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Pulitzer Center Update January 3, 2023

Top Ten Lesson Plans of 2022

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As we start the new year, we're looking back at the top ten lesson plans of 2022, chosen by our community. The list below reflects 2022's most-accessed curricular resources from the Pulitzer Center's lesson library.

The Pulitzer Center education team and our community of educators create standards-aligned lesson plans for K-12 classrooms that use underreported global news stories to cultivate a more curious, informed, empathetic, and engaged public. In 2022, we published 76 new curricular resources. Designed by our team and our partner educators, including 22 Teacher Fellows and 40 1619 Education Network teams, these resources aim to spark engagement with systemic issues in the news while also strengthening core skills.

We look forward to sharing more resources and opportunities with you in 2023! Stay in the loop by joining our Facebook group for educators and signing up for our weekly newsletter.

1. Contextualizing the Crisis in Ukraine

Near Mariinka. Image by Paolo Pellegrin/Magnum, for The New York Times. Ukraine, 2021.

Near Mariinka. Image by Paolo Pellegrin/Magnum, for The New York Times. Ukraine, 2021.

On February 24, 2022, the Russian military invaded Ukraine. In this lesson, students analyze reporting that offers crucial background for the ongoing conflict. Through this exploration, they gain context for the breaking news headlines about Ukraine, empowering them to evaluate information, engage in dialogue, and seek out underreported stories on this global issue. In the extension activities, students have the opportunity to further engage with the reporting by practicing their fact-checking, research, presentation, and/or art skills.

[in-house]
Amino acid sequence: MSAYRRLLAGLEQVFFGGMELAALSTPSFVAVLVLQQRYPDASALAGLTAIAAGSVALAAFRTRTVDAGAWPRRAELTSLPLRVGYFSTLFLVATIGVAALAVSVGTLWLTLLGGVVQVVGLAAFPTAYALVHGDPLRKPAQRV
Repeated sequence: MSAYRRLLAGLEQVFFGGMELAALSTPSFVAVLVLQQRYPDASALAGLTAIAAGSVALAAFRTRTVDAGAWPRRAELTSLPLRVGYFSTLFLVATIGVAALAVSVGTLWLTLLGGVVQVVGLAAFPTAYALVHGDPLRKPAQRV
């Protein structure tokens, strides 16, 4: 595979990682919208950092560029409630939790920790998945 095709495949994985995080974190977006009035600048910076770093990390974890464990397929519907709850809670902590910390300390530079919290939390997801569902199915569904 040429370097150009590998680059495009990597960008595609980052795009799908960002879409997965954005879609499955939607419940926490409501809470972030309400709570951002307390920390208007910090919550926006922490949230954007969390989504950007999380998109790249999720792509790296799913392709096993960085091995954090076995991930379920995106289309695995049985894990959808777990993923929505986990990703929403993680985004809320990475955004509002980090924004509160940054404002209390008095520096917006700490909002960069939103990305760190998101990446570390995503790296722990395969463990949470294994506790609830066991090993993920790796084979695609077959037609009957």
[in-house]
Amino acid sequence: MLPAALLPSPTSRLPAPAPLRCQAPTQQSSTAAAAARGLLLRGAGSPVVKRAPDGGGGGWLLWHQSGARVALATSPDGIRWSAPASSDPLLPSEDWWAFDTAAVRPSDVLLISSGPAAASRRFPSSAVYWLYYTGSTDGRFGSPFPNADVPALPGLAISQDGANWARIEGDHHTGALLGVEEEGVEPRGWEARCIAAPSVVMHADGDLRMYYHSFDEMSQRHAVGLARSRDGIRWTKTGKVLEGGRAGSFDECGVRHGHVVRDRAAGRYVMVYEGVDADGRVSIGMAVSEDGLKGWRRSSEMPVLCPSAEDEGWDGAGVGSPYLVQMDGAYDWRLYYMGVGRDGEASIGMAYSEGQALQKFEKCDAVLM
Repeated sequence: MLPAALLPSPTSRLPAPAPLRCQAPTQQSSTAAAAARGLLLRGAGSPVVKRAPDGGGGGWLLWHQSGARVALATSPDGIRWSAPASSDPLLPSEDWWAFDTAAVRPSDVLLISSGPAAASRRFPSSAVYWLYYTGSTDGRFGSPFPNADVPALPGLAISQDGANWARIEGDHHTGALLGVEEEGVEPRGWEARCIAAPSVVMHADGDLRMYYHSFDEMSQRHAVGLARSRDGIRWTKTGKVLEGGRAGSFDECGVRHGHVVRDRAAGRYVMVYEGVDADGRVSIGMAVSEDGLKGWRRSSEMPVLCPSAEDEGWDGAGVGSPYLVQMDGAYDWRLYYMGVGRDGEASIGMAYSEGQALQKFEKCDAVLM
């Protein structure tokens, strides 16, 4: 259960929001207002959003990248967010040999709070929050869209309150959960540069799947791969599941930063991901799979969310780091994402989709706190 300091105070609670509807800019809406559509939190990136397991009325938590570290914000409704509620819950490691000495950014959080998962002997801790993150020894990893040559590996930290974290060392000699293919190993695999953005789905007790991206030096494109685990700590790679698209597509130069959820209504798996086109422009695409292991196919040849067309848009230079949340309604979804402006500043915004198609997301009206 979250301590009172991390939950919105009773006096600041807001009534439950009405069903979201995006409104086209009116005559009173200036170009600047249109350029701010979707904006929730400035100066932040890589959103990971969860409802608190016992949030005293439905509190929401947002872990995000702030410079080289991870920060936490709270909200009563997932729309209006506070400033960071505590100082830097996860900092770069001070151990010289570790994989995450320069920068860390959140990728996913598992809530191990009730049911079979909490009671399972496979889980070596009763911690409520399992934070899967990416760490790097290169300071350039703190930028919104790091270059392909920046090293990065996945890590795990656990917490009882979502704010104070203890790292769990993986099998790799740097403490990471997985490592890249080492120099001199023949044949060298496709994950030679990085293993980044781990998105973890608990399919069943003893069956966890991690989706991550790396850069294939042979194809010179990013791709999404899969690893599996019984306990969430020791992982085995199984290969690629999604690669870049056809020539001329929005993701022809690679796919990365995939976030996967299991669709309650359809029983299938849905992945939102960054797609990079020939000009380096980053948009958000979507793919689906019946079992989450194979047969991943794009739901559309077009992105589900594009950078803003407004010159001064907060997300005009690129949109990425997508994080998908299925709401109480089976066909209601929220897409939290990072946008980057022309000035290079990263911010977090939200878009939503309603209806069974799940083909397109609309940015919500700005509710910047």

2. Using Pulitzer Center Reporting to Examine the SDGs

A lab technician scientist in PPE.

A lab technician scientist in PPE. Image by Chinnapong / Shutterstock.

In September 2015, leaders of all 193 United Nations member states adopted Agenda 2030, an urgent call to end poverty, protect the planet, and ensure that by 2030 all people enjoy peace and prosperity. This universal agenda contains the Sustainable Development Goals (SDGs), which lay out three dimensions of sustainability: environmental, social, and economic. Learning about the SDGs can help students gain a better understanding of the critical issues we are facing and the actions we can take to secure a better future. With this resource, students explore Pulitzer Center-supported reporting that connects to all 17 SDGs and examine different approaches communities around the world are taking to tackle the challenges outlined in the 2030 Agenda for Sustainable Development.